In sum, while the financial terms are not readily available, the strategic fit of Plaid and Quovo makes sense — leverage, scale, reputation and technology. Just as Yodlee’s founder stepped away last week from leading his company, the baton (and screen scraping team captain) is now with Plaid’s leadership — run fast and innovate often.

What does 2019 hold for FinTech?

2018 had its fair share of disruption in the FinTech space, but for the most part, companies and investors sat out the end of the year market fluctuations and are cautiously — and perhaps optimistically — looking to 2019. The latest downturn is definitely not unexpected, and if the market continues to soften as most have predicted, we expect to see more acquisitions in FinTech, as investors tighten their belts.

Here are our thoughts on what potential market moves might include:

Chinese FinTechs make another go at the US market

As highlighted in the MIT Technology Review, the Chinese market is much more innovative and disruptive than the US FinTech Market. While the Alipay-Moneygram tie-up failed with regulators, it won’t deter the ambitions of these cash-rich companies.  Notably, Alipay, TenCent, Fosun, CreditEase and PingAn continue to be ever-present at US FinTech conferences, networking, looking to deploy capital, and tempting entrepreneurs with cash offers. Expect to see Chinese companies buying smaller FinTech companies that allow them to fly below the radar of regulators, yet buy and scale with US teams that have strong operating reputations.  

Betterment or WealthFront might get acquired by a smaller incumbent who’s looking to chase down Vanguard and Schwab’s market dominance

Wealthfront got a bump with a $75M investment earlier this year, but some claim that raising money at this stage (10 years in) is a delay tactic if they’re seeking acquisition. Perhaps a “marriage between two leading independent robo advisors is next,” claims Timothy Welsh of Nexus Strategy. He also states that “if robo advisors were going to disrupt, they would have already.” A very debatable stance, in our opinion. But if a merger isn’t in the cards, it’s certainly likely that acquisition is on the table.

The economics of “set it and forget it” firms might catch up with robos as market prices soften

Robos haven’t had to deal with a down market since their inception. As we head into 2019 and likely more volatility, how will they respond and, perhaps more importantly, how will their clients? With a down market and poor returns, will investors stick it out with a “set it and forget it” or will they just say “forget this” and move their funds back to an incumbent? And, though most robo investors are Millennials, will they be ok getting communication about downturns from their advisors solely via email or social media? More importantly for the bottom line, it will be very telling to see if an electronic relationship has the same stickiness as a personal one. According to Greg Curry, a fee-only financial advisor with Pillar Advisors in Louisville, Kentucky, “In a down market many clients need hand holding and the value of interaction with a human financial advisor can be the difference between them sticking with a well-conceived financial plan and investment strategy and making moves that are detrimental to their financial future out of fear.”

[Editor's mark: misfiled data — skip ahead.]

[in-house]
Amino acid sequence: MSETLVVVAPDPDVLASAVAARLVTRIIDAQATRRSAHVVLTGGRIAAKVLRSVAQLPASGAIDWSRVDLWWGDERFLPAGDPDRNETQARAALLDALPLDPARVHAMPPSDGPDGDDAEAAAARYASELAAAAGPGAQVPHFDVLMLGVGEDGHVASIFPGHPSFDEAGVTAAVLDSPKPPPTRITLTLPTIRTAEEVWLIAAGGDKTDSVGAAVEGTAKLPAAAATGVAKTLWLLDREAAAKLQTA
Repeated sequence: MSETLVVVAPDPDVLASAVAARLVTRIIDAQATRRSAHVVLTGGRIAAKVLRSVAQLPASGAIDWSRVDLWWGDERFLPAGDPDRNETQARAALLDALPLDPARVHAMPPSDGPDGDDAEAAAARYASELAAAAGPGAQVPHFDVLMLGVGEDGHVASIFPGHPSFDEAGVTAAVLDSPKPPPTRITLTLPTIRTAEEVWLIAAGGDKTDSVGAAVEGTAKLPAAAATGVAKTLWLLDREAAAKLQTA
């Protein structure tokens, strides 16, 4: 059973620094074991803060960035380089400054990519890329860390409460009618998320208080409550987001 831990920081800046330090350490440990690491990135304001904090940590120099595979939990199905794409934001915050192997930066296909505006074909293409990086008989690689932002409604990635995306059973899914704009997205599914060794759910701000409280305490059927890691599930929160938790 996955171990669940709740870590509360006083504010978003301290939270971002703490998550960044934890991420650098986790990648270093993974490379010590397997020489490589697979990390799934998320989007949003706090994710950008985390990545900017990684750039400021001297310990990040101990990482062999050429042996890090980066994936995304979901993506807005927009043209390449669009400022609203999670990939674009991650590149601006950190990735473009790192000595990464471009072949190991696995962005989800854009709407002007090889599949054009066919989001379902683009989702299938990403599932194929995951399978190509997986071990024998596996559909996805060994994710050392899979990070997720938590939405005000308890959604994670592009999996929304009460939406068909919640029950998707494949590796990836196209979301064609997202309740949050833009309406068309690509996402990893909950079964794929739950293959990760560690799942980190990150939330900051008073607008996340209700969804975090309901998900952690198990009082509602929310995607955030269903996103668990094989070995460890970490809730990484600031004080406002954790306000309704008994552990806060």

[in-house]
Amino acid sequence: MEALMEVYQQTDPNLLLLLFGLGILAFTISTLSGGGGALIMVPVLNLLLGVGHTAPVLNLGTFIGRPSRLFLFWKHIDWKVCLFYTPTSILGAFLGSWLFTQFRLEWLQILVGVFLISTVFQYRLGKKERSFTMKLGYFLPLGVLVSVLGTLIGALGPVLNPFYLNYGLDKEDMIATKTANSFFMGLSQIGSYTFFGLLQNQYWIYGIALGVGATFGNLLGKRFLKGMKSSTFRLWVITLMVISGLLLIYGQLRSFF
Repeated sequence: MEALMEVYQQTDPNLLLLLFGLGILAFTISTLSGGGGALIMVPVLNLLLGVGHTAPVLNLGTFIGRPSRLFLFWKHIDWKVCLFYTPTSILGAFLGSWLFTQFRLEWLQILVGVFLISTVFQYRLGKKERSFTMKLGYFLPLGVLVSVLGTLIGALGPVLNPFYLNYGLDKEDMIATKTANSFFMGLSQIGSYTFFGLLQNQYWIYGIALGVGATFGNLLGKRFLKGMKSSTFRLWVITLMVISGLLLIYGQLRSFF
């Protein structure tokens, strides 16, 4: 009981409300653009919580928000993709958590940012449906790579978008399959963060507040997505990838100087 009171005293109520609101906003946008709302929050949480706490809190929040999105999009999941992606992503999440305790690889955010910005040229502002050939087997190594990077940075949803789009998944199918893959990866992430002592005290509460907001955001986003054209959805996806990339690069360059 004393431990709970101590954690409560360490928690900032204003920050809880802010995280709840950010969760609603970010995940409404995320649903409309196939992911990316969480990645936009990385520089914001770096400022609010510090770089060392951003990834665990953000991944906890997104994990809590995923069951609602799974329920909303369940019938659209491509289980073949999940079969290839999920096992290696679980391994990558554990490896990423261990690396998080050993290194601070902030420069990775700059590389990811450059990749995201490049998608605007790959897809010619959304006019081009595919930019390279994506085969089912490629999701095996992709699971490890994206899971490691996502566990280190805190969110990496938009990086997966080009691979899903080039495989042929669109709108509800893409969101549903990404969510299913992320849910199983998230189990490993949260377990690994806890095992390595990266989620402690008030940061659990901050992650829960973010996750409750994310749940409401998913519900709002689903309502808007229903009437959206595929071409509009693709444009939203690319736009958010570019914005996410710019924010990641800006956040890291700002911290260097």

With the loss of Robinhood, APEX Clearing looks to sell

Now that Robinhood has built their own clearing system from scratch, what does that mean for APEX Clearing? The last time a major brokerage built something similar was Vanguard, in 2008. It was only five years ago that Apex claimed it was the only company that had the technology to make Robinhood possible. And while right now Robinhood Clearing will only be used on its own platform, they haven’t ruled out the possibility of commercializing it. So, what does this mean for other FinTechs? Is Robinhood Clearing the potential go-to for these solutions? Or, with Robinhood’s recent insurance snafu surrounding their checking and savings account announcement, did they tarnish themselves as a trusted platform/partner?  

N26’s move to the US from Europe will gain ground in the investment world based on their API platform approach

The German mobile bank just received the largest equity financing round in the FinTech industry in Germany to date, as well as one of the largest in Europe. According to their Americas CEO, Nicolas Kopp, they’re “a technology company with a bank license.” Because N26 was built from scratch, and their European roots means they have to comply with PSD2, they’re prepared for open banking protocols. Their design was specifically built for mobile — to be both visually appealing and user friendly, and they support/use APIs, not siloing technology for different lines of business, creating a seamless user experience. And they’ve AI-enabled their platform, allowing them to create more personalization at scale. We’re curious to see what else they have up their sleeve.

What are some of your FinTech predictions for 2019? Share them with us on Twitter using #TradeIt2019 and #FinTechPredictions